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Israel has suspended cooperation with UNESCO, the United Nations’ cultural agency, accusing it of downplaying Israel’s connection to a Jerusalem hilltop considered sacred in both Islam and Judaism, after one of the agency's committees approved a resolution intended to safeguard “the cultural heritage of Palestine and the distinctive character of East Jerusalem.”

The resolution criticizes Israeli administration of the site, including its restricting of access to Muslim worshippers and of use of force by police and soldiers. It also refers to the hilltop and its religious complexes exclusively by the names used by Muslims – al-Haram al-Sharif, or Noble Sanctuary, and al-Aqsa Mosque – instead of the Temple Mount, as it’s known in Judaism.

In a Facebook post, Israeli prime minister Benjamin Netanyahu called it a “another delusional decision” by UNESCO, and said the resolution denies Judaism's historic relationship with the site.

“To say that Israel has no connection to the Temple Mount and the Western Wall is like saying that China has no connection to the Great Wall of China or that Egypt has no connection to the pyramids,” he wrote. “By this absurd decision, UNESCO has lost what little legitimacy it had left.”

The draft document was drawn up by Algeria, Egypt, Lebanon, Morocco, Oman, Qatar, and Sudan, before passing with 24 votes in favor, six against, and 26 abstentions, according to Al-Jazeera. The United States voted against the resolution.

Mr. Netanyahu and other Israeli officials consider UNESCO’s resolutions on Israel to be hopelessly politicized, says David Makovsky, an expert on the Middle East peace process at the Washington Institute for Near East Policy, in an interview with The Christian Science Monitor.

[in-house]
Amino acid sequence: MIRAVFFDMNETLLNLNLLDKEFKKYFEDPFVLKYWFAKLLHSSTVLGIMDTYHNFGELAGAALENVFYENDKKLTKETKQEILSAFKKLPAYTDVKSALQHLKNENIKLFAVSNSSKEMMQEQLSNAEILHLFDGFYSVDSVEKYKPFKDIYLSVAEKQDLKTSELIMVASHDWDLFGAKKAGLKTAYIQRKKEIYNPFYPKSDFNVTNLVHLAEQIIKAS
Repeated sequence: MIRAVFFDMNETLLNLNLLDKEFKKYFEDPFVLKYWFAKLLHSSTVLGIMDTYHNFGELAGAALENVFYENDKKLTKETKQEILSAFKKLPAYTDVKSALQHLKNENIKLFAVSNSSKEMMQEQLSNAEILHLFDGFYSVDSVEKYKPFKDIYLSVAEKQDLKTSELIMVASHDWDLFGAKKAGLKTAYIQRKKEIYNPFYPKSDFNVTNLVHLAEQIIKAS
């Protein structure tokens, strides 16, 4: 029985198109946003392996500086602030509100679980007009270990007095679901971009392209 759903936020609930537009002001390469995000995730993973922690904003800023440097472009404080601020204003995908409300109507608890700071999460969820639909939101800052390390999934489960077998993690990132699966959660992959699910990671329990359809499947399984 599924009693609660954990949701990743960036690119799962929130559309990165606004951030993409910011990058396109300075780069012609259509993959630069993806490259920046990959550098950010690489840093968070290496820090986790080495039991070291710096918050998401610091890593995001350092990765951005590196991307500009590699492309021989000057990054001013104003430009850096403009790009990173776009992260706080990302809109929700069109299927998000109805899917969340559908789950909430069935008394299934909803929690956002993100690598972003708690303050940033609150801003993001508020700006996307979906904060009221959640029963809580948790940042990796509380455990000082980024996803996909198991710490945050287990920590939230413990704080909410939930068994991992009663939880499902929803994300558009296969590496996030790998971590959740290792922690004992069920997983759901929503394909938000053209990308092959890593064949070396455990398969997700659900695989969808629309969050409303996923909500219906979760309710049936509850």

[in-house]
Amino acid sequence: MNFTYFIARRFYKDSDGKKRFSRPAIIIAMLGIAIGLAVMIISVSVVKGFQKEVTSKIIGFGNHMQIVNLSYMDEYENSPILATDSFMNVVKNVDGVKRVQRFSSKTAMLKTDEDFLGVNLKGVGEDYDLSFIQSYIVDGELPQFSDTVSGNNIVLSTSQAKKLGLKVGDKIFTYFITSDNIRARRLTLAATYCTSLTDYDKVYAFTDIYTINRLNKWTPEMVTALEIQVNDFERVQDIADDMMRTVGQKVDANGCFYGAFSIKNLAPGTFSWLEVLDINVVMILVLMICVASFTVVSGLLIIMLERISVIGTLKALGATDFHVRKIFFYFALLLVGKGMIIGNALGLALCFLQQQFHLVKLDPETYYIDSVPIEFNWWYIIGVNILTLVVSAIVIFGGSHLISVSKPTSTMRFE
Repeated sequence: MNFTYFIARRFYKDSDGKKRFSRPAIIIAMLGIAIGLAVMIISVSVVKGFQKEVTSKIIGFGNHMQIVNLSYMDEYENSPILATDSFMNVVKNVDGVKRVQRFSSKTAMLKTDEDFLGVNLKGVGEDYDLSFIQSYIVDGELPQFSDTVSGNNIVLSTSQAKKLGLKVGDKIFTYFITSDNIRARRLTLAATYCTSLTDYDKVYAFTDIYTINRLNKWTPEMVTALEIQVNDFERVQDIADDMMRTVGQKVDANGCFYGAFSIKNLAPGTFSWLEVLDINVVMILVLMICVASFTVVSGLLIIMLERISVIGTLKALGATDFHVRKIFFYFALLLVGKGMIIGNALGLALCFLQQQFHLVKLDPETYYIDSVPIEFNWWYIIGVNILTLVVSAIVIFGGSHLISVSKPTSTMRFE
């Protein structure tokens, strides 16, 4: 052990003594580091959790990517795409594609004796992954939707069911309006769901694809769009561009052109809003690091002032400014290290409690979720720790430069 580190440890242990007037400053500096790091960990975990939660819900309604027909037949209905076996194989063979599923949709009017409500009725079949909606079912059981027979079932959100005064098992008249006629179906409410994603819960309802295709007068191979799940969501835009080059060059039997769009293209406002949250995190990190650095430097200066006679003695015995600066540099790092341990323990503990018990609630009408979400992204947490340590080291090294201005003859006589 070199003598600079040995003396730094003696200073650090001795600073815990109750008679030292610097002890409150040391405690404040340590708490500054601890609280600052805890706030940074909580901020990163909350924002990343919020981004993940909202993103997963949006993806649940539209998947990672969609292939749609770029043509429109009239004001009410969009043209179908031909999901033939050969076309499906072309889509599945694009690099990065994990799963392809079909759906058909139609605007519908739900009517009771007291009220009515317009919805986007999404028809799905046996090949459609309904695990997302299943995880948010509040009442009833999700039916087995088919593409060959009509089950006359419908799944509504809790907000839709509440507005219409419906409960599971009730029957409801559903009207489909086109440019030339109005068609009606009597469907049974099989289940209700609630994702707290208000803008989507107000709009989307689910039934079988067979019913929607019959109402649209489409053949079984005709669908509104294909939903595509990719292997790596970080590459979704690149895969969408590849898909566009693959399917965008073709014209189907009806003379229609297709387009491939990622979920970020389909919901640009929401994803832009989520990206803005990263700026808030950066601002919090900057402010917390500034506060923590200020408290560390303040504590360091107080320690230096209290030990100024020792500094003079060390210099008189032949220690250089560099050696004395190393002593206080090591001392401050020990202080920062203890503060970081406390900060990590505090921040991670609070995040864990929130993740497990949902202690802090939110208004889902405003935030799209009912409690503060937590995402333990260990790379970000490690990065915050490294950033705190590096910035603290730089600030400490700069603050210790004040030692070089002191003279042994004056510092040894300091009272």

They argue "that these resolutions reflect a majority of 56 countries that identify themselves as Muslim states, and therefore purposefully try to airbrush any Jewish connection to land in Jerusalem, including religious sites" like the Temple Mount/Noble Sanctuary, he says.

The feud returns the spotlight to an agency that has often drawn ire in Israel, even as it’s typically seen in the US as an anodyne historical-preservation group – where it’s recognized at all. 

As the Monitor’s Dan Murphy wrote in 2011, UNESCO has long been “a target for denunciation and anger,” despite not possessing the same weight as other UN bodies – perhaps because of the lasting symbolic resonance of its work.

It has also had a history of political stances on global causes that fall to the left of many Western powers. In the 1960s, according to a study by Sweden’s Umea University, UNESCO recommended that public education should contribute to “the struggle against colonialism and neo-colonialism in all their forms,” at a time when the Council of Europe was arguing for an equal presentation of the “moral and intellectual” benefits of colonial systems.

In Israel, ire against the organization is often rooted in designations of archeological sites that attribute their primary importance to Islam.

"You have a huge misuse of archaeology by both sides to prove their narrative is more true than others and to justify facts on the ground," Eric Meyers, a religion professor at Duke University, told the Monitor in 2013.